Britain slavishly implements foreign extradition requests while other countries are protecting their citizens with opt-outs.
Anger at Britain's gold-plating of the controversial European Arrest Warrant is growing after it emerged that other EU countries have secured significant safeguards for their citizens that are not available to British nationals.
More than 1,000 people in Britain last year were seized by police on the orders of European prosecutors, a 51% rise in 12 months.
Many are accused of trivial crimes overseas such as possessing cannabis or leaving petrol stations without paying. No evidence need be presented in British courts of the alleged offence and judges have few powers to resist the person's extradition.
Those affected can spend long periods in jail here and abroad for crimes which might not even be prosecuted in this country. They can also be seized for offences which are not even crimes in Britain.
The Sunday Telegraph has established that many other European countries have given themselves opt-outs or conditions to protect their citizens.
Holland will not extradite Dutch nationals under the EAW unless the accusing state agrees that they can serve any prison sentence in a Dutch jail. The Belgians have opt-outs so that the warrant does not cover abortion. France appears reluctant to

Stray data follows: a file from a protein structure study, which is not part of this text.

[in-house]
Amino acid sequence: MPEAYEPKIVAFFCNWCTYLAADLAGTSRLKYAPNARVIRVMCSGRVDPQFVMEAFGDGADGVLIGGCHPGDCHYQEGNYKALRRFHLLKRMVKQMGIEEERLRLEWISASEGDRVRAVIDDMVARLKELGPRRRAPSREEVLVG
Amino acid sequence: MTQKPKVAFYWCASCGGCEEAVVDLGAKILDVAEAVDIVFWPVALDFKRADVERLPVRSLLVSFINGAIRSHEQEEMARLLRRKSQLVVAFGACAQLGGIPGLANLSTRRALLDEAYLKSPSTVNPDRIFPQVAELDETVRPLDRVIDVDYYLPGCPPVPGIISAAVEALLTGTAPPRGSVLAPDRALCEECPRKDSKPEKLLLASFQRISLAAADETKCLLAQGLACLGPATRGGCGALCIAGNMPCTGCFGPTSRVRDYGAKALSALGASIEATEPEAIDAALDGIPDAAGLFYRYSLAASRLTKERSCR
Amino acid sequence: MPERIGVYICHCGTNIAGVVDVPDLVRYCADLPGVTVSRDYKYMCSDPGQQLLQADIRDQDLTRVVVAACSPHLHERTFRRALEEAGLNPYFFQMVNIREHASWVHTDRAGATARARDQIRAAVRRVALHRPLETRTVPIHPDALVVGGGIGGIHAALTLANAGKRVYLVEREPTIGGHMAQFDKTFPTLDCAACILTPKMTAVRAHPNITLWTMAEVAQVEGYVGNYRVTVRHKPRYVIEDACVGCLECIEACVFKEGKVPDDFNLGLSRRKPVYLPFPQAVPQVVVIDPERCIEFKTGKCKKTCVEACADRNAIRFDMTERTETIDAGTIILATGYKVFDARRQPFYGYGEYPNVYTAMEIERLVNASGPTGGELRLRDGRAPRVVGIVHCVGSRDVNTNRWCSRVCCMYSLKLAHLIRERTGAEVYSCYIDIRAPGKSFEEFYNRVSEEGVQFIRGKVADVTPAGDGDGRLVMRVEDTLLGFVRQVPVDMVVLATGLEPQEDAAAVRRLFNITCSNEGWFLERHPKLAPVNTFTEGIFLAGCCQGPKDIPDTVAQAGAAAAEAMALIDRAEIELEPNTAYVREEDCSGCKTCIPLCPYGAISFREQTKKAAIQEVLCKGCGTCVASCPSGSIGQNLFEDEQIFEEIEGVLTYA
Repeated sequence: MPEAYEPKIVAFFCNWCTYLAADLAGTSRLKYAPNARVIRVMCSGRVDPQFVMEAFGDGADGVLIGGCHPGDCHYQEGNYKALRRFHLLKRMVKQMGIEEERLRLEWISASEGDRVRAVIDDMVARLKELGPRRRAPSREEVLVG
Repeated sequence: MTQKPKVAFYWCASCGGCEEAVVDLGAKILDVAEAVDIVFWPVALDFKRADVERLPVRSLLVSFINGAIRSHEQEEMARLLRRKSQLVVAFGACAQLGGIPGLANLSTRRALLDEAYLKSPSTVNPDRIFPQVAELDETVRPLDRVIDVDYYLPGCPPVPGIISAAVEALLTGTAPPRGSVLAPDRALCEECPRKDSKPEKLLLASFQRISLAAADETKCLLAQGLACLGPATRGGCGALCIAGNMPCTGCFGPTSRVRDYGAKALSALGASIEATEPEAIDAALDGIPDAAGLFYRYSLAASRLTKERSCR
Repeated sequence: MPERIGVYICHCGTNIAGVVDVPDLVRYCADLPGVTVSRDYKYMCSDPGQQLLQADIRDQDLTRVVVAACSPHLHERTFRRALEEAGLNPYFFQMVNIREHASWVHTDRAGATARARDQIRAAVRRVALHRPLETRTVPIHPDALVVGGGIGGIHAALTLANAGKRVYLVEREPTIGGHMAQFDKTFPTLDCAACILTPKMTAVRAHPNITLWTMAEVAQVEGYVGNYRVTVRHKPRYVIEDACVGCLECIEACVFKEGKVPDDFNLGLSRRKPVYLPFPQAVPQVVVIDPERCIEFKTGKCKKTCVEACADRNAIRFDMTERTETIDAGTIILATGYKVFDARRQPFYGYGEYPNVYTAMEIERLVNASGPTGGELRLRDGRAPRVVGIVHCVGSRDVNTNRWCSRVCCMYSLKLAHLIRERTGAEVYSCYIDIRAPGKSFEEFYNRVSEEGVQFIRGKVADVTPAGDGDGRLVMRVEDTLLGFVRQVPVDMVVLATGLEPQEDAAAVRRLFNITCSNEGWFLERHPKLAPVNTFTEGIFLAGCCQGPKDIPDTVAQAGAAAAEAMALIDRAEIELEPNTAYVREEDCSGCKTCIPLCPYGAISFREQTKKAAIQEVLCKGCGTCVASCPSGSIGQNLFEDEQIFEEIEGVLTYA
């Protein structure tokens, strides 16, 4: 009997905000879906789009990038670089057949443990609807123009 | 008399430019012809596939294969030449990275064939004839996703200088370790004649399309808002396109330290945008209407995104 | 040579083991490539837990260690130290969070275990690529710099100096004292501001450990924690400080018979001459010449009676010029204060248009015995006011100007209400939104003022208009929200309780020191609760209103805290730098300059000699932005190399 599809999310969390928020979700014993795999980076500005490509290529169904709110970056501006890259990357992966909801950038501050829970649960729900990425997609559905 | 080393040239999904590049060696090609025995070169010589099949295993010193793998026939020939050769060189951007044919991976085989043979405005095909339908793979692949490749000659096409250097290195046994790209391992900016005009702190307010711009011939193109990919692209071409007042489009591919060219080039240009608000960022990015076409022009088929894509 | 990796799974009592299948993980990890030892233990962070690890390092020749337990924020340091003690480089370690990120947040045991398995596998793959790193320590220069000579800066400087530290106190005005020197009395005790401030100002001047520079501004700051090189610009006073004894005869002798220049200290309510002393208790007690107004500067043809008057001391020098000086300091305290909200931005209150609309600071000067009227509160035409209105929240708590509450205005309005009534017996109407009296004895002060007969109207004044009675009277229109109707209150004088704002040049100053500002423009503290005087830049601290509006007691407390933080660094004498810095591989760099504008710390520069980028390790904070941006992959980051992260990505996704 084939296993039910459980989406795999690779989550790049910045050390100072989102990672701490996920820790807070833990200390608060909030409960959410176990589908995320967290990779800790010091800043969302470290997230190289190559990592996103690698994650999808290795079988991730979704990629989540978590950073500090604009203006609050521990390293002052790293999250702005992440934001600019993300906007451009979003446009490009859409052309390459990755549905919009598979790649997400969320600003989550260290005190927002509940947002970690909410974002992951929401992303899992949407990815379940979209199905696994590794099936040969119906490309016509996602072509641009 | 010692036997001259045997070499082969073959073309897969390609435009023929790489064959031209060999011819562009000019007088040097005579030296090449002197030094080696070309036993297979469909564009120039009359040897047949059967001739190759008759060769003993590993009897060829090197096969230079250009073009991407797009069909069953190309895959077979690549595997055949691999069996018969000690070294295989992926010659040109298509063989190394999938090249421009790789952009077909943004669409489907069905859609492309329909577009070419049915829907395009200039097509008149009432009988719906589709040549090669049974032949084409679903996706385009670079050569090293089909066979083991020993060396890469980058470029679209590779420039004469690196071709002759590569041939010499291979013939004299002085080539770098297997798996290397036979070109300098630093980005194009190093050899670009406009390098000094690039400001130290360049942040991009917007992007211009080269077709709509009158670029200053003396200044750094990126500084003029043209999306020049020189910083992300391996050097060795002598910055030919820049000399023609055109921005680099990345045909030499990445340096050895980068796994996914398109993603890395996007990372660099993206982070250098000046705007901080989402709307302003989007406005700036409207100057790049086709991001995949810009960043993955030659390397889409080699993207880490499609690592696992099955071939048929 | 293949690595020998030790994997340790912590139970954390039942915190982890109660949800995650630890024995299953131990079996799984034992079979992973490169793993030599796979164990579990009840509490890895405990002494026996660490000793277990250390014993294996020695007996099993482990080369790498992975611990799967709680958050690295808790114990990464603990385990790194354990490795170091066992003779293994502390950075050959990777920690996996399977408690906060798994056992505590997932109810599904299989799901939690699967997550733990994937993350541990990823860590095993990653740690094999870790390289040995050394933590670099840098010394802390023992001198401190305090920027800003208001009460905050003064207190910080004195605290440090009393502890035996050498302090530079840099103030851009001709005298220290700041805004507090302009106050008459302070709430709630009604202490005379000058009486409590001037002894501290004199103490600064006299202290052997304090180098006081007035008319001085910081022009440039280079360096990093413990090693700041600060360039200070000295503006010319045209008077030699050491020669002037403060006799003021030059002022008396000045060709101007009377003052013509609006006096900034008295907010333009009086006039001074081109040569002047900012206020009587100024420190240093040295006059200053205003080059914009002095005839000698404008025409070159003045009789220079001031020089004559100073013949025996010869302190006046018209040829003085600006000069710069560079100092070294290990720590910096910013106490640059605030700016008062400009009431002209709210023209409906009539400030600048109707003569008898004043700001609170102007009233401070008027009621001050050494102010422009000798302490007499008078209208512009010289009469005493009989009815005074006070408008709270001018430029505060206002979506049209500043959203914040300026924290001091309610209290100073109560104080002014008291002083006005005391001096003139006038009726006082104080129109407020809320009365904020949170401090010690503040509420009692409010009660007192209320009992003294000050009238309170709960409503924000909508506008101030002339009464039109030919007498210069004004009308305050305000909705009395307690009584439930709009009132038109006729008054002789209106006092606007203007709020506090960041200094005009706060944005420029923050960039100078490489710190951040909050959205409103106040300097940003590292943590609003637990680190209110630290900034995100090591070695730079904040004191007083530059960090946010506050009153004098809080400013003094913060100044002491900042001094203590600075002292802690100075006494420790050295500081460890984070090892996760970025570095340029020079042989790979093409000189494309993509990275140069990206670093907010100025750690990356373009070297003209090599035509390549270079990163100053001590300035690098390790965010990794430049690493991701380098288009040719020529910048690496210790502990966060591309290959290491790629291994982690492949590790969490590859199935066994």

extradite its own nationals under the EAW and has stated in the past that they will not be extradited.
Europe's largest country, Germany, has imposed a proportionality rule stating that only those accused of serious crimes can be seized under a warrant. The definition of serious is not given, but it would exclude large numbers of the trivial
charges dealt with by the British extradition courts.
Karen Todner, one of Britain's leading extradition lawyers, said: It is typical of us not to have given ourselves proper protection. British judges apply the EAW treaty to the letter and these massive injustices come about because the Government
hasn't thought this through. There are a lot of quite simple things we could do now to mitigate the harm done to British citizens, which could be done quite quickly through a simple administrative decision.
Jago Russell, the chief executive of Fair Trials International, said: The human impact of an extradition is crazy. In its forthcoming review of extradition law, Britain needs to learn lessons from the likes of Germany, which have put much-needed
safeguards in place to protect their citizens.